Wife Fell Into a Hole on Church Property and Broke Her Arm...

by Ralph
(Stockbridge, GA)

Recently, a friend's wife sustained serious injuries during a Halloween event. As she was walking across the church's lawn, she stepped into a hole and suffered a broken left arm and possibly a fractured right ankle.

A few people witnessed the accident; particularly a woman who turned out to be a church member. She brought the pastor to my friend and told the pastor she didn't believe his wife was injured. Upon hearing this, my friend stated that his wife was noticeably in pain, and would need medical attention immediately.

The pastor responded that his church only had coverage for fire and flood, and beyond that there's not much that can be done to help with medical expenses. My friend has been out of work for a while, so therefore he has no medical coverage for his family or himself.

Does he have a case for personal injury against the church? By law are churches covered by some type of property insurance? Thank you for any information you can give.

Visitor Question:
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ANSWER for "Wife Fell Into a Hole on Church Property and Broke Her Arm...":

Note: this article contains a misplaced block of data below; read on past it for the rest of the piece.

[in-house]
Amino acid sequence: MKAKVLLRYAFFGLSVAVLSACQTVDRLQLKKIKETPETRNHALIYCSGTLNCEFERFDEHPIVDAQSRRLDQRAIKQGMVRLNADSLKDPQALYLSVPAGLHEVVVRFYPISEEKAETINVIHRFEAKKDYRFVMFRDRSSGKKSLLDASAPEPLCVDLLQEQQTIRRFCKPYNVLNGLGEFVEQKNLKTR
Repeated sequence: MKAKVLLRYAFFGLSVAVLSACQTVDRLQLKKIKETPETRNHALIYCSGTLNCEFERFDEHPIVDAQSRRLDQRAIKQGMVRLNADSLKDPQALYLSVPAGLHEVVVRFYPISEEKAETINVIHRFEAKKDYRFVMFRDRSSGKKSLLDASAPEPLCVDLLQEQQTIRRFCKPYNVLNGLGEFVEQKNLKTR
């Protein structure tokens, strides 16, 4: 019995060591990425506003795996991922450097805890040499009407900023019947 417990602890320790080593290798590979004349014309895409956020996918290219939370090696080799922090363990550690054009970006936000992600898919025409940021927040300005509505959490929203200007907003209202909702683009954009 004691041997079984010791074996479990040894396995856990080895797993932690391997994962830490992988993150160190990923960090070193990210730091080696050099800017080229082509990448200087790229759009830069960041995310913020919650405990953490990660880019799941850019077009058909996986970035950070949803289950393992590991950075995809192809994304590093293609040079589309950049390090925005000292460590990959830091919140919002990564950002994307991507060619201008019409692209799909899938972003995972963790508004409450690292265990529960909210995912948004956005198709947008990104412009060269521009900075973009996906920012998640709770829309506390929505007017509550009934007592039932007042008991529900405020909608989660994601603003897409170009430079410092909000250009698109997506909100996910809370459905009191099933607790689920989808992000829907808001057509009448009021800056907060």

Ralph (Stockbridge, GA):

We checked the laws in Georgia which regulate not-for-profit businesses such as churches and were unable to find any laws or regulations governing mandatory church liability insurance.

You mentioned the woman suffered a broken arm and "possibly a fractured right ankle". Before a demand for compensation might be initiated a determination of whether the right ankle was fractured would be important.

There really isn't any such thing as a "possibly fractured ankle". Either it's fractured or it isn't. It would have been prudent when determining the fracture to the woman's left arm to have also determined the possible fracture to her right ankle. It seems incongruous you would be sure about one fracture and not the other.

If she did fracture any bones while walking on the church grounds she would have a personal injury case against the church. Even if the church had liability insurance the only compensation the woman would be able to get might be enough to cover her actual and documented medical bills, as well as small amount for pain and suffering.

Because she was apparently out of work at the time she was injured, there wouldn't be any compensation for lost wages.

Inasmuch as the church was uninsured for liability, and the church refuses to compensate the woman, her only alternative would be to file a lawsuit. The State of Georgia has one of the highest jurisdictional limits in the United States for Small Clams Courts. That amount is $15,000.00.

The above is general information. Laws change frequently, and across jurisdictions. You should get a personalized case evaluation from an attorney licensed in your state. Find a local attorney to give you a free case review here, or call (888) 647-2490.

Best of luck,

Judge Calisi

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